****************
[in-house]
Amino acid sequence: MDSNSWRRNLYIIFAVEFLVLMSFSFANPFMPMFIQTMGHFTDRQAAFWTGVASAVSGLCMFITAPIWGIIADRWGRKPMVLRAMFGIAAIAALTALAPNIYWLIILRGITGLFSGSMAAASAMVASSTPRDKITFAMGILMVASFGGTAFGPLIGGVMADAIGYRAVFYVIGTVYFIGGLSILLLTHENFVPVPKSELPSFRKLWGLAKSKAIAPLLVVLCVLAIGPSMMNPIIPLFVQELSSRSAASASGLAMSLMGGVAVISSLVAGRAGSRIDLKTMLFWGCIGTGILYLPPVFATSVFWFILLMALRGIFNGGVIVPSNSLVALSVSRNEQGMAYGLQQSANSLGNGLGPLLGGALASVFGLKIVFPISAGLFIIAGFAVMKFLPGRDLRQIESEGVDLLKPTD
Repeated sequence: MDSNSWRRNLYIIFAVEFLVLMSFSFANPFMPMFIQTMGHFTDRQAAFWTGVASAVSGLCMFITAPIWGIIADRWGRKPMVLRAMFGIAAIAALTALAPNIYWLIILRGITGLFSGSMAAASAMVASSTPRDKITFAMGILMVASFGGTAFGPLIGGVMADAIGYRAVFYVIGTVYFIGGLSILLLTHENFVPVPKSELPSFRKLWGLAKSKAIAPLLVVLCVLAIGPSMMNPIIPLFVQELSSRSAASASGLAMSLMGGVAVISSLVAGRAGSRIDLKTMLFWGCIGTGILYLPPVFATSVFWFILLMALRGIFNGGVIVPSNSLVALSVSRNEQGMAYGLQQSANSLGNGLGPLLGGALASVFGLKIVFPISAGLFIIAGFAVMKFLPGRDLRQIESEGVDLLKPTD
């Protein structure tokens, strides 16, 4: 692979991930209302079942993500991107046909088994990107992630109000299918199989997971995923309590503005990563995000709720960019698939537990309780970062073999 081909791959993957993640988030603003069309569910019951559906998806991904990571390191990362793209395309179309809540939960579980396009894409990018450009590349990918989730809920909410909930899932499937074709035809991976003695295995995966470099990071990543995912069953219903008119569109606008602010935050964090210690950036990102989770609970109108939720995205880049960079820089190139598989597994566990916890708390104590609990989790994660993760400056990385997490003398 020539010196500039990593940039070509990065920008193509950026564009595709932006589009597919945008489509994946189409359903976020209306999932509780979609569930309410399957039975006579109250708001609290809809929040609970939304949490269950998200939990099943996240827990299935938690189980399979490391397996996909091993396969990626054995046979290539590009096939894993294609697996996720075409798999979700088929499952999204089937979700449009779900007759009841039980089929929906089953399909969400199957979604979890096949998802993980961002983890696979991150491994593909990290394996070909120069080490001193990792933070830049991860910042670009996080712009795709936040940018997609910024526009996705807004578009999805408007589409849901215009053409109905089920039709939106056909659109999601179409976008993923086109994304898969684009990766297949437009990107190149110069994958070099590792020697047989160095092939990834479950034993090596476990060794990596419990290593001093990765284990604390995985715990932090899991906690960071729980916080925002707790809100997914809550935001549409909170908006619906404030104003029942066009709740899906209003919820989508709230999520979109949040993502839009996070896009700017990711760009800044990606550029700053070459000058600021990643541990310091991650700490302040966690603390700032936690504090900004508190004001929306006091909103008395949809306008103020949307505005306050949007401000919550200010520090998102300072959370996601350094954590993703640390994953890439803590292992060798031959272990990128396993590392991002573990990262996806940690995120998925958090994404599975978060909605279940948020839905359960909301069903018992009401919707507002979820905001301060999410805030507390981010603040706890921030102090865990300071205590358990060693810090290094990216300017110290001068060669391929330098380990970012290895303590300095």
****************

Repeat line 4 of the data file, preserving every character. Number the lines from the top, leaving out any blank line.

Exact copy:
């Protein structure tokens, strides 16, 4: 692979991930209302079942993500991107046909088994990107992630109000299918199989997971995923309590503005990563995000709720960019698939537990309780970062073999 081909791959993957993640988030603003069309569910019951559906998806991904990571390191990362793209395309179309809540939960579980396009894409990018450009590349990918989730809920909410909930899932499937074709035809991976003695295995995966470099990071990543995912069953219903008119569109606008602010935050964090210690950036990102989770609970109108939720995205880049960079820089190139598989597994566990916890708390104590609990989790994660993760400056990385997490003398 020539010196500039990593940039070509990065920008193509950026564009595709932006589009597919945008489509994946189409359903976020209306999932509780979609569930309410399957039975006579109250708001609290809809929040609970939304949490269950998200939990099943996240827990299935938690189980399979490391397996996909091993396969990626054995046979290539590009096939894993294609697996996720075409798999979700088929499952999204089937979700449009779900007759009841039980089929929906089953399909969400199957979604979890096949998802993980961002983890696979991150491994593909990290394996070909120069080490001193990792933070830049991860910042670009996080712009795709936040940018997609910024526009996705807004578009999805408007589409849901215009053409109905089920039709939106056909659109999601179409976008993923086109994304898969684009990766297949437009990107190149110069994958070099590792020697047989160095092939990834479950034993090596476990060794990596419990290593001093990765284990604390995985715990932090899991906690960071729980916080925002707790809100997914809550935001549409909170908006619906404030104003029942066009709740899906209003919820989508709230999520979109949040993502839009996070896009700017990711760009800044990606550029700053070459000058600021990643541990310091991650700490302040966690603390700032936690504090900004508190004001929306006091909103008395949809306008103020949307505005306050949007401000919550200010520090998102300072959370996601350094954590993703640390994953890439803590292992060798031959272990990128396993590392991002573990990262996806940690995120998925958090994404599975978060909605279940948020839905359960909301069903018992009401919707507002979820905001301060999410805030507390981010603040706890921030102090865990300071205590358990060693810090290094990216300017110290001068060669391929330098380990970012290895303590300095």